But Representative Lyle, a Democrat who represents voters in northeast Denver, is now fending off questions about her own integrity. The state has had to go to court to force her to pay a four-year-old tax debt, and she has ignored a judge's order in the case for so long that she faces a possible citation for contempt of court.
Lyle, who was elected to District 8 in 1992 and is running again unopposed, owes Colorado almost $1,600 in delinquent taxes, penalties and interest, according to a complaint filed in Denver County Court. Mark Field, a collection attorney for the state, says the debt is for unemployment insurance owed by Lyle's consulting firm, Planners Etc., in 1990 and 1991.
In the years for which she owes state taxes, Lyle's firm billed the City of Denver for almost $140,000 worth of work as a consultant for the Denver Employment and Training Administration (now the Mayor's Office of Employment and Training).
Field first filed the state's suit in February, after efforts to collect the money by both the Colorado Department of Labor and Employment and the Department of Administration failed. Records show that Lyle denied she owed the state anything but lost the case in March because she neglected to pay the necessary filing fee along with her answer to Field's complaint.
Since then, Field has asked Lyle for details about her finances, which he needs in order to collect on the judgment. But despite a June order from Judge Alfred Harrell to cooperate, Lyle has not responded to the request. Last month Harrell ordered Lyle to explain why she shouldn't be held in contempt. A hearing is scheduled for early December, but Field says if Lyle provides him with the financial information by then, the contempt charge likely will not be brought.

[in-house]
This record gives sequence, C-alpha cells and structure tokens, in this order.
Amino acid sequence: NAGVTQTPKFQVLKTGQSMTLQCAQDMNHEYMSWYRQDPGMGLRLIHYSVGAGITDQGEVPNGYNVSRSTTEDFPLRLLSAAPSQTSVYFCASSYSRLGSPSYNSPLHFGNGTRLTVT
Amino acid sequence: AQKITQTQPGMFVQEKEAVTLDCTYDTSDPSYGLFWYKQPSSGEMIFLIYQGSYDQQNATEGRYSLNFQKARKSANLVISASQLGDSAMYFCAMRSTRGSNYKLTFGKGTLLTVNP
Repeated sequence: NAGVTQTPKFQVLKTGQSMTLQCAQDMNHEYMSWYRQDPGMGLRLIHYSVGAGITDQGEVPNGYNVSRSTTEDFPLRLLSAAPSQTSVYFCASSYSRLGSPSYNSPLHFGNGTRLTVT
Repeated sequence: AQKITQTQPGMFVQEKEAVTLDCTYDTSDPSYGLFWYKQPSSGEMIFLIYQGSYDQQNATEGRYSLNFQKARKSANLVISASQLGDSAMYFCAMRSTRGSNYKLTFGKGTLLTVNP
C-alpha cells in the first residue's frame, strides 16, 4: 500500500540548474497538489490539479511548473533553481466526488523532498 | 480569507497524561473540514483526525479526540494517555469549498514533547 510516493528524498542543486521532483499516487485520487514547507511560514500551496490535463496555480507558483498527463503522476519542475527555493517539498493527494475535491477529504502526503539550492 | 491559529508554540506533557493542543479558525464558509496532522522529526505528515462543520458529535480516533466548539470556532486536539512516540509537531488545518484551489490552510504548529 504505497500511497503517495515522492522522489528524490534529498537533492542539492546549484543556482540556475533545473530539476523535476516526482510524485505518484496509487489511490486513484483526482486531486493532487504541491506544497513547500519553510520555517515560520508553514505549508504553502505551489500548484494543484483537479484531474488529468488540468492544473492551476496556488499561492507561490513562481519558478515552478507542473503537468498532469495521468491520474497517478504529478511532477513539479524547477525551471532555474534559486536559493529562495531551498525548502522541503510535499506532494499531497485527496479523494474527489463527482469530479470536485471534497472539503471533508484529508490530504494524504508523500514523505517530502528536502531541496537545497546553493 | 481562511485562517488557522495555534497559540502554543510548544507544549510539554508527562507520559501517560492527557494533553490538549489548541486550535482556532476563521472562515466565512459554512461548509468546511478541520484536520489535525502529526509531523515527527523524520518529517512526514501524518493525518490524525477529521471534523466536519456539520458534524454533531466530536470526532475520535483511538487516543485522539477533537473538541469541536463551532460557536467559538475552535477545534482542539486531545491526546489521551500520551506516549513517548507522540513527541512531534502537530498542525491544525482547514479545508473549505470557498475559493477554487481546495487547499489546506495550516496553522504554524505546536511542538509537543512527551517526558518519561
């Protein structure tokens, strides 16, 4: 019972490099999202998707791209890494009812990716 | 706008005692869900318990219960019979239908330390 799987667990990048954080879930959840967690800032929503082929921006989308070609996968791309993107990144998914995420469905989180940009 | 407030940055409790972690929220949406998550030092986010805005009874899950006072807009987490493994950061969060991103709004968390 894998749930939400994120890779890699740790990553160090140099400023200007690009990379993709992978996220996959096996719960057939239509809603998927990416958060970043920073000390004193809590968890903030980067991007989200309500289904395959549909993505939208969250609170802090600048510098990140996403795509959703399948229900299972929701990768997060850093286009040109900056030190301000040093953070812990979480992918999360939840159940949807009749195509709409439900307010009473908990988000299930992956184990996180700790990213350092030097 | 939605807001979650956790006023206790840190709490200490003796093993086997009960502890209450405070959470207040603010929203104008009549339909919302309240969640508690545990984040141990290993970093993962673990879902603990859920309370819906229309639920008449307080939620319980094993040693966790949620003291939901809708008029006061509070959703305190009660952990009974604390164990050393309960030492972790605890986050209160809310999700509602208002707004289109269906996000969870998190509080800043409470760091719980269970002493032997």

Reached by Westword last week, Lyle professed ignorance about the case, saying she had no knowledge whatsoever about the debt or the court proceeding. "I don't have any information on that," she said. Court records show that in July a professional process server delivered papers related to the case to Lyle's home in Five Points.
Lyle has been an elected official for several years. Between 1987 and 1993 she served on the board of the Regional Transportation District, collecting a salary of $3,000 a year. Since moving to the House of Representatives, she has received a salary of $17,500 a year plus a $45-a-day living allowance during the four months the legislature is in session. During her first term in the House, Lyle has compiled a liberal voting record on issues relating to juvenile crime and civil rights. She has, for example, supported the funding of crime-prevention programs over the construction of new prisons; this year she proposed a one-cent sales tax on bullets sold in the state.
Last year Lyle introduced a bill that would have made it a crime for state political candidates to make false statements during their campaigns. The bill called for stiff punishment: Violators would have faced fines of up to $25,000, up to a year in jail and removal from office.
"People in campaigns have made statements that are knowingly false, just complete lies," Lyle said at the time. "We need to make it clear that we will no longer tolerate this sort of campaign fraud."
The bill died on the House floor.
In March Lyle was one of two candidates vying for the state Senate seat of Regis Groff, who resigned to head Colorado's new Youth Offender System. But a Democratic Party vacancy committee picked state representative Gloria Tanner to succeed Groff instead.